By Jeffrey Kluger
Updated: May 7, 2019 5:43 AM ET

There’s an awful lot of awful in the just-released summary of a new U.N. report on biodiversity and ecosystem. There’s the tenfold increase in plastic pollution since 1980, for example. There’s the 400 million tons of heavy metals, toxic sludge and fertilizer runoff poured into the world’s water each year too. There’s the doubling of greenhouse gas emissions since 1980; the growth of industrial fishing, now sprawling across 55% of the world’s oceans, the 85% loss of the wetlands since the dawn of the industrial era, and the 70% increase in invasive species in 21 countries.

And then, finally, and perhaps most worrying are the extinctions. According to the conclusions of the 455 experts and contributing authors from 50 countries who drafted the report for the Intergovernmental Science-Policy Platform on Biodiversity and Ecosystem Services (IPBES), up to 1 million species of plants and animals are now threatened with extinction, some within decades, including 40% of all amphibians, 33% of marine mammals, and another 33% of shark, shark relatives and reef-forming corals.

“Ecosystems, species, wild populations, local varieties and breeds of domesticated plants and animals are shrinking, deteriorating or vanishing,” said Professor Josef Settele, who co-chaired the panel that produced the report, in a statement. “The essential, interconnected web of life on Earth is getting smaller and increasingly frayed.”

The report comes at a very bad time, for a number of reasons. For one thing, the deadlines for the Aichi Biodiversity Targets, a series of 20 environmental goals to be met by 2020, are approaching. The targets, established by the U.N.’s Convention on Biodiversity, at a 2011 gathering in Aichi, Japan, include halving natural habitat loss, managing fish and aquatic plant stocks sustainably, controlling invasive species and integrating biodiversity measures into economic development plans. According to the report, meaningful progress has been made on only four of the goals; none is likely to be achieved by next year.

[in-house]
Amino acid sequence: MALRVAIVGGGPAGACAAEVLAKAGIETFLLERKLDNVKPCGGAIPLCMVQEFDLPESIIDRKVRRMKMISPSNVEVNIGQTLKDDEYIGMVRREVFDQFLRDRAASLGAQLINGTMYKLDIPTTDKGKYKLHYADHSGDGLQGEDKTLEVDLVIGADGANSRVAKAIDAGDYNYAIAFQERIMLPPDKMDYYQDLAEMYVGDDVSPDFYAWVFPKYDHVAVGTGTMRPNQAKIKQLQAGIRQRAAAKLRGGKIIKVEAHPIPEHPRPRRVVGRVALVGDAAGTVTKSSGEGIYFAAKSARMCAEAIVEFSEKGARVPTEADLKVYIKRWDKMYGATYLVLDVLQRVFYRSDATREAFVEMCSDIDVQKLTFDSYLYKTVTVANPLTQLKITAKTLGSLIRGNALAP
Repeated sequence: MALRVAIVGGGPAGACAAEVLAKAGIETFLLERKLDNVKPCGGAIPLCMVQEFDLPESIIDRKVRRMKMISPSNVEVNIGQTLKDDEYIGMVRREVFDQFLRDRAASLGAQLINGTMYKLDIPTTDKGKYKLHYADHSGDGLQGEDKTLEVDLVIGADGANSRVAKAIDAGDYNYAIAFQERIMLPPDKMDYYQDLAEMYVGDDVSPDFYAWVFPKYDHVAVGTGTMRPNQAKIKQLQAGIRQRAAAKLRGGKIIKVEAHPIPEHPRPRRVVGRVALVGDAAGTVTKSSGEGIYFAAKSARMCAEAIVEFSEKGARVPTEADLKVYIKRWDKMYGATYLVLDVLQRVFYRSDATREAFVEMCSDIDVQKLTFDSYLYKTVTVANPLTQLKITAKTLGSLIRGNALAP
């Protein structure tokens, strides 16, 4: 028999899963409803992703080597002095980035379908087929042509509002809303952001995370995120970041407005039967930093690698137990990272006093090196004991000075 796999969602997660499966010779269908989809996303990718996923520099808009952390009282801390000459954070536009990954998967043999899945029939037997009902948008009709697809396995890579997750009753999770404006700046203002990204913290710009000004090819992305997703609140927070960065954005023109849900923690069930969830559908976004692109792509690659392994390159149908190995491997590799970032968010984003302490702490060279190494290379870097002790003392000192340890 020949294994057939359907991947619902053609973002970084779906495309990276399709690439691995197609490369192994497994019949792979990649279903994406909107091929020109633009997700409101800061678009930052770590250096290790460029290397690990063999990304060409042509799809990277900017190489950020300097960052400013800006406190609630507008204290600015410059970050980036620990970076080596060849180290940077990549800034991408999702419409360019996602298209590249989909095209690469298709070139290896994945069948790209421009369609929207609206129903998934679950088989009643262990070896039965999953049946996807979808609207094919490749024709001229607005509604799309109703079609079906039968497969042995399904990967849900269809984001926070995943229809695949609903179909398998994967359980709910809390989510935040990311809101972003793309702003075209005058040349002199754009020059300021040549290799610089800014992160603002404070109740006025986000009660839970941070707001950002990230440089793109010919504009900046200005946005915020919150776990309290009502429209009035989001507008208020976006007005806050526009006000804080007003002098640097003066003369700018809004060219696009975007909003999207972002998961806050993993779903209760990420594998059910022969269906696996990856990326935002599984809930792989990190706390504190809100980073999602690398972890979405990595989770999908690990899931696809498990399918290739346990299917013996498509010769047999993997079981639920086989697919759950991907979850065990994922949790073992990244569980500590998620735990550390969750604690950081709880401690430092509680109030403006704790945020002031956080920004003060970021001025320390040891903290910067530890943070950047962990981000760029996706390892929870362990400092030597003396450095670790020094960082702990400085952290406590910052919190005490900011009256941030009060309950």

Worse, while the Aichi agreements and other international environmental accords like the 1997 Kyoto Protocol and the 2015 Paris Agreement at least represent a global consensus on environmental aspirations, even that now seems beyond reach—especially after the U.S., under President Donald Trump, withdrew from the Paris pact in 2017. IPBES Chair Sir Robert Watson stresses in the report that it is not too late to reverse environmental decline, “but only if we start now at every level from local to global.”

The “local to global” idea is more than just a slogan; it’s central to the kind of paradigm shift that is essential for stabilizing the ecosystem, the report argues. Runoff, freshwater conservation, landscape planning and fisheries management, after all, recognize no political boundaries—to say nothing of atmospheric emissions or plastic pollution, which follows ocean currents and turns up in fish and seafood.

Jane Goodall, the renowned primatologist and conservationist, said in a statement Monday that she and other scientists have been warning about about these dire consequences for years: “Today’s U.N. report provides a stark warning––we humans are threatening all life on Planet Earth with extinction: up to 1 million plant and animal species are at risk and many may disappear within decades.”